CLR – I am saying that the vanguard party, the party with which you cannot, so people used to say, the working class cannot be led into Socialism unless there is such a party, I say that is not Marxism, and if, Lenin never had that view, he said that that party is necessary in Russia today owing to the backwardness of Russia but The State And Revolution gives a universal picture for all Marxists and there he didn’t talk about the party at all he said the Soviet, now we in the Caribbean, I find, have to form a party for the reason, I know there are parties not necessary in England, it is not necessary in Holland, it’s not necessary in Italy, my God! there are millions of people highly educated with nearly fifty or a hundred years of practical political experience behind them, so a party isn’t necessary there, but who am I to tell Mugabe who has formed a Marxist/Leninist party in Zimbabwe no, I am not going to do that, but you notice the party was formed a Marxist/Leninist party and I don’t know if I can say this, this might prevent this thing being published (K.R. - it could always be cut out) what kind of party has Dr. Williams formed here, nobody knows, I can give you a better example, the best example is Mr. Hudson Phillips, Mr. Hudson Phillips has claimed that he has formed a party that is in opposition to the party of Dr. Williams, he challenges the party of Dr. Williams, what does that party stand for, nobody knows, the other day some people in the press asked him, “but Mr. Phillips, what does your party represent, what do you represent?,” and I quote, put it in inverted commas, he said “Caribbean Socialists” and then the man asked him, put it in inverted commas, “what does that mean?,” and also put in inverted commas Mr. Phillips said “it doesn’t mean any thing at all,” so that’s where they are. Can we stop for a minute


CLR – When do we have to stop?

K.R. – When we feel that you are tired.

CLR – Not, don’t worry with me, a lot of food is being prepared in there.

K.R. – Alright I think we should go through and then when we stop we will eat and then depart.

K.R. – So if a bunch of young Trinidadians came up to you and said “Mr. James we are very worried about the condition of Trinidad and we have decide to form a political party” what kind of advice would you give them?

CLR – They are entitled to form it, I would tell them, “do you know what are your aims? Do you know what concrete slogans you are going to put forward?” Nobody wrote more about philosophy, nobody wrote more about the economics, and the capitalist beginning their development in Russia, nobody wrote more about the philosophy of the Russian people than Lenin did, but although Lenin did that and educated his party he had three slogans for the revolution, number one: the Democratic Republic, number, instead of –, number two: the eight hour day for the workers and number three: the lands of the peasants. I would ask them “number one, have you worked out a basic philosophy of politics which you are going to put into action? you must have that, and then the slogans that you are going to use those may change but get those first and then go ahead.”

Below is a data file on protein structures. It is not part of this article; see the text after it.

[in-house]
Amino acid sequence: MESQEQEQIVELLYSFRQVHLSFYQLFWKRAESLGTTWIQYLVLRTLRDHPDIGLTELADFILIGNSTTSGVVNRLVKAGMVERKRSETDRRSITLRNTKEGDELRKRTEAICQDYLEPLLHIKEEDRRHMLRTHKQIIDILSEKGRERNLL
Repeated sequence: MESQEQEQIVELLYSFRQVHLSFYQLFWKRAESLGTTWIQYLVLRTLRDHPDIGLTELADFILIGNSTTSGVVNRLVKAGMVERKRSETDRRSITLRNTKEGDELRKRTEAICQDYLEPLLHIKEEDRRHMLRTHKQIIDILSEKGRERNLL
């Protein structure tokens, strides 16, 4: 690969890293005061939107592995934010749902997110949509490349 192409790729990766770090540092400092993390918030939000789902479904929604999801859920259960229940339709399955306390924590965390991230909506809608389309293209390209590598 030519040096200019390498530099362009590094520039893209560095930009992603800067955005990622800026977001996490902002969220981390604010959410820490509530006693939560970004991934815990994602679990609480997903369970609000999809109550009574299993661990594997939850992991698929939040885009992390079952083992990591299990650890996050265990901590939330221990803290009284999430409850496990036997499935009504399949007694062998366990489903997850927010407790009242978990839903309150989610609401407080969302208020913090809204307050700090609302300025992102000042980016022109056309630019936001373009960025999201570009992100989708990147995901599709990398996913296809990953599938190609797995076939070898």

K.R. – But I would have said, if a group of fellows told me they were going to form a party, I think I would be very pessimistic when they started to speak to me and I would say “well, you’re dealing with a society which seems to be, which thinks it is so well off materially that almost everybody is investing in the status quo, (CLR – may I) and you’re dealing with a party which has swept one of its most important issues so firmly under the carpet, that is the racial issue, that is between African and Indians, that you could not form a political party in this country, nobody would allow you, those who want the status quo would not allow you, and those who are investing in African Indian differences will not allow you.”